On May 14th, five days earlier, DCG had said in an announcement regarding their Banking Facilities, "NAB will maintain its current facilities and ongoing support for Decmil through to the end of January 2021, at which point Decmil expects to negotiate a fresh debt facility, preferably also with NAB.  In addition to the NAB facility, Decmil has also confirmed an agreement with the Company’s four surety bond providers that no cash call will be made on the bonds before 31 January 2021.  The effect of the combined agreements is to give Decmil operational certainty to continue moving the business back to strong profitability and to aggressively pursue new business opportunities, as well as enhanced optionality over capital opportunities."

Plenty of positive spin applied, however, they are currently unprofitable, so losing money, and their main bank (NAB) and other lending providers have all only agreed to support them for the next 7 months.

What I have learned from following companies who get themselves into these predicaments is that they tend to struggle to win a lot of new work because, understandably, companies don't want to award new contracts to companies who might not be around long enough to deliver on those contracts.  Strong companies with strong balance sheets and proven track records of on-time and on-budget delivery can often charge more and still win that work, because they are usually a safer option.  Nobody wants their builder to go bust halfway through the build.

That's not to say that Decmil (or Fleetwood) can't or won't win new work from here.  I'm sure they will win some more new work.  What I am saying is they now have multiple headwinds, and some of those are due in no small part to their own actions and decisions, or lack of.  Not all of the headwinds they now face are due to circumstances that were out of their control, or "acts of God".  Although some, like COVID-19, are.  But not all.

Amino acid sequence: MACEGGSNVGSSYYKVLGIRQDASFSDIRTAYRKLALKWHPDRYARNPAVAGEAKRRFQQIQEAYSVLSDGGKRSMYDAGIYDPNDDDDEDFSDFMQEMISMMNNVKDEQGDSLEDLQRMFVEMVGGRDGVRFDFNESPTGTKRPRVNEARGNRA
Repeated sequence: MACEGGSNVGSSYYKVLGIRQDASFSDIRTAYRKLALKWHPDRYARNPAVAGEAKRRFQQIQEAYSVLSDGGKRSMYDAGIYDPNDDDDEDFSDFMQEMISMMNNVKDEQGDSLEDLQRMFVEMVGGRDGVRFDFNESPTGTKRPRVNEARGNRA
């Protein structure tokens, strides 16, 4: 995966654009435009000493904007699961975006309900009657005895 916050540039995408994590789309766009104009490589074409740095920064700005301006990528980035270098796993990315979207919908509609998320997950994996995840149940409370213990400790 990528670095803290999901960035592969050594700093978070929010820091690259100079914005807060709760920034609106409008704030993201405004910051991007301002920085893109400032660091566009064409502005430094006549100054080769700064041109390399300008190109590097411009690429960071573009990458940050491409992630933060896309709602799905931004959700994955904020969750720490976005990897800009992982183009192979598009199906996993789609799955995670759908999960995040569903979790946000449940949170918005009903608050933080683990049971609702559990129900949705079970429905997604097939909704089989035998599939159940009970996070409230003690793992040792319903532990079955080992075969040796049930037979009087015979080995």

In Fleetwood's case they had seriously neglected their RV (Recreational Vehicles, i.e. Caravans and Campervans) division during the big mining boom, with Windsor and Coromal not having any serious upgrades (new models with new features) for about a decade, and so their market share had seriously declined over that time.  Because FWD had been making so much money out of building and running accomodation villages as well as building and supplying transportable (/modular) buildings to mining companies and mining services companies (they were regarded as a mining services company themselves at the time) they weren't focussed at all on their RV division, which had become very small by comparison with their building division.  When the mining boom went bust, and Fleetwood needed that diversity of income from their RV division, it had become loss-making for them, and the cost to resurrect their ailing RV/caravan brands was considered so great that they ended up offloading the whole division to ATL for just $1m to stem the bleeding.

Anyway, I digress...  Point is, Moelis think that FWD can stay FCF (free cashflow) positive under any of 3 different scenarios that they've looked at.  Seems to me that what Moelis is trying to establish is whether FWD can survive the current crisis, rather than whether they would make a suitable investment at these prices. 

I was a FWD shareholder about 10 years ago, but I have steered clear of them for most of the past 8 years, other than a couple of quick trades during their short-lived relief rallies.  Once I realised just how good their management were (i.e. not very good at all), they went from being "investment grade" to a trading stock for me.  

The lesson is that looking at where a company has traded previously gives very little in the way of a reliable indication of whether they might get back to those levels again in the future, or, if they do/can, how long it will take.  In the case of Fleetwood (FWD) and Decmil (DCG), neither are going back anywhere near their previous highs, ever again.  They just aren't the companies that the market thought they were back then, and they don't have the management, or the business plan, or the opportunities to make themselves great again.  IMO.